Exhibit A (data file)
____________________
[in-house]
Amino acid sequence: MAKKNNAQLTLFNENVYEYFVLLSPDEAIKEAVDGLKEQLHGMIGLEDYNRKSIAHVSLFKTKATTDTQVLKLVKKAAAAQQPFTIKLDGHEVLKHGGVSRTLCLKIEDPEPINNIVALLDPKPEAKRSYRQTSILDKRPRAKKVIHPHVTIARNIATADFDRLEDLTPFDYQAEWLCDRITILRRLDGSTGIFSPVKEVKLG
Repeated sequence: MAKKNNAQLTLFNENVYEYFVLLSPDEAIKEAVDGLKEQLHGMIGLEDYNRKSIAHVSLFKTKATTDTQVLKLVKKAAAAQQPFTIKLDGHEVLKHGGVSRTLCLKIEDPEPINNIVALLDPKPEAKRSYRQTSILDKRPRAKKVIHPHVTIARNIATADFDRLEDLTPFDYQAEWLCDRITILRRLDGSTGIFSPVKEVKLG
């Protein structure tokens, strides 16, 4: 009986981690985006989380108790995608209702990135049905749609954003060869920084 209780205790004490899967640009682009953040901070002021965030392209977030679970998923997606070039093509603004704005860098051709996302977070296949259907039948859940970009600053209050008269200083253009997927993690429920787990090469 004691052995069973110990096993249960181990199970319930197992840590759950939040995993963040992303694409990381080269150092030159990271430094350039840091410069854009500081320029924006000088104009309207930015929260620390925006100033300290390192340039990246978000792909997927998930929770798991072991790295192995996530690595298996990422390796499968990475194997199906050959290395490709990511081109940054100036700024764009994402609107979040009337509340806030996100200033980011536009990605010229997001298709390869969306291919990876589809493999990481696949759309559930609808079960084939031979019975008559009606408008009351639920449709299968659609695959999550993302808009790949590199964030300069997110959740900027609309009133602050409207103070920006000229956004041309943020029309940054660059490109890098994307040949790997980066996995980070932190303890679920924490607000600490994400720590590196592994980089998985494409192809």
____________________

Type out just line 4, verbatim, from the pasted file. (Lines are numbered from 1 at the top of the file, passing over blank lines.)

């Protein structure tokens, strides 16, 4: 009986981690985006989380108790995608209702990135049905749609954003060869920084 209780205790004490899967640009682009953040901070002021965030392209977030679970998923997606070039093509603004704005860098051709996302977070296949259907039948859940970009600053209050008269200083253009997927993690429920787990090469 004691052995069973110990096993249960181990199970319930197992840590759950939040995993963040992303694409990381080269150092030159990271430094350039840091410069854009500081320029924006000088104009309207930015929260620390925006100033300290390192340039990246978000792909997927998930929770798991072991790295192995996530690595298996990422390796499968990475194997199906050959290395490709990511081109940054100036700024764009994402609107979040009337509340806030996100200033980011536009990605010229997001298709390869969306291919990876589809493999990481696949759309559930609808079960084939031979019975008559009606408008009351639920449709299968659609695959999550993302808009790949590199964030300069997110959740900027609309009133602050409207103070920006000229956004041309943020029309940054660059490109890098994307040949790997980066996995980070932190303890679920924490607000600490994400720590590196592994980089998985494409192809």